Bobcat Goldthwait, best known for his bat-shit crazy comedic persona that briefly bled into the Police Academy sequels – has transitioned to behind the camera and brought a distinct satirical voice in his debut where a father (Robin Williams) gains notoriety after adding false poetics to his son’s death by authoring a suicide note in World’s Greatest Dad.
Frank (Joel Murray) is despondent with society’s descent into a fame addicted mob and is on a mission to amputate those festering societal limbs. Along the way he finds an unlikely partner in crime in 16 year old Roxy (Tara Lynn Barr).
Goldthwait is fighting a crusade against the ritual “stupification” of the American population via the opiate of reality television and misinformation masquerading as news. For the opening stanza of the film Frank is the perfect, rational pragmatist that’s attempting to reason with stupid people intoxicated with narcissism and the cult of celebrity. Insomnia by inconsiderate neighbours (with grotesque revenge fantasy dreams), organic office discussions with colleagues that can’t elevate above water cooler talk bring about the film’s argument in a more subtle manner. However, the deeper we delve into this ‘crusade’ the more didactic and repetitious Goldthwait’s point gets.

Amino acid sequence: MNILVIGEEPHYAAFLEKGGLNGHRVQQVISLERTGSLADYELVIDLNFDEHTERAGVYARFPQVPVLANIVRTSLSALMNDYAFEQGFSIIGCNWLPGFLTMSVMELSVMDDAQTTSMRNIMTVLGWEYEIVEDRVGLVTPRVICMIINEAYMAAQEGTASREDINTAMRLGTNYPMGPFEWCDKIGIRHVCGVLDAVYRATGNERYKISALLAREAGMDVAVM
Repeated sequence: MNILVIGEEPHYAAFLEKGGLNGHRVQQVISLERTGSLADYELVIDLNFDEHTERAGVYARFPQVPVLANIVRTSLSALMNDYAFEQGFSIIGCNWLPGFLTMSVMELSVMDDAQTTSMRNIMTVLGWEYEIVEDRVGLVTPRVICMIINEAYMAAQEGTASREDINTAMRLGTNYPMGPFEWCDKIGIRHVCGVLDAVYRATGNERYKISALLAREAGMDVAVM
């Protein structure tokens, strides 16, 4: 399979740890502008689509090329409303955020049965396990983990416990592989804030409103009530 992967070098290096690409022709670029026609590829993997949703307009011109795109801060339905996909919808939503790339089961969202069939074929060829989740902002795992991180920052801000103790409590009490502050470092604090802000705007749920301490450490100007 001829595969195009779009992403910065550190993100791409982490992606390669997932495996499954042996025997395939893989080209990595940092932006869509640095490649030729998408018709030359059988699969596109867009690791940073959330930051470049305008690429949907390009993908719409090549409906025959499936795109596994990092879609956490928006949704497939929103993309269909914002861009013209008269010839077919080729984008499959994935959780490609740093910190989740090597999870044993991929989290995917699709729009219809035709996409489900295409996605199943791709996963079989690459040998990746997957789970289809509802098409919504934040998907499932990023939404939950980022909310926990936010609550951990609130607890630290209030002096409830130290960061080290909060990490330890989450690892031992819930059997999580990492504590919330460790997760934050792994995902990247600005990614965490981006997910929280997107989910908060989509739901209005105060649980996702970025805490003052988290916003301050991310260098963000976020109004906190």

The tempo of the film sags in the second act and the characters and the script lose all momentum. The resulting defibrillator to bring about the films conclusion overdoes and undersells some of the good work done.
Murray slots into the downtrodden Frank, and brings this really dark last resort, a somewhat sunny disposition. He’s a moral and logical ‘rock’ – out of time. Lynn Barr’s the evil angel Frank needs to have on his shoulder, coaxing him into this purge.
God Bless America opens strong but finishes with a preachy bludgeoning.
Directed by: Bobcat Goldthwait
Written by: Bobcat Goldthwait
Starring: Joel Murray, Tara Lynn Barr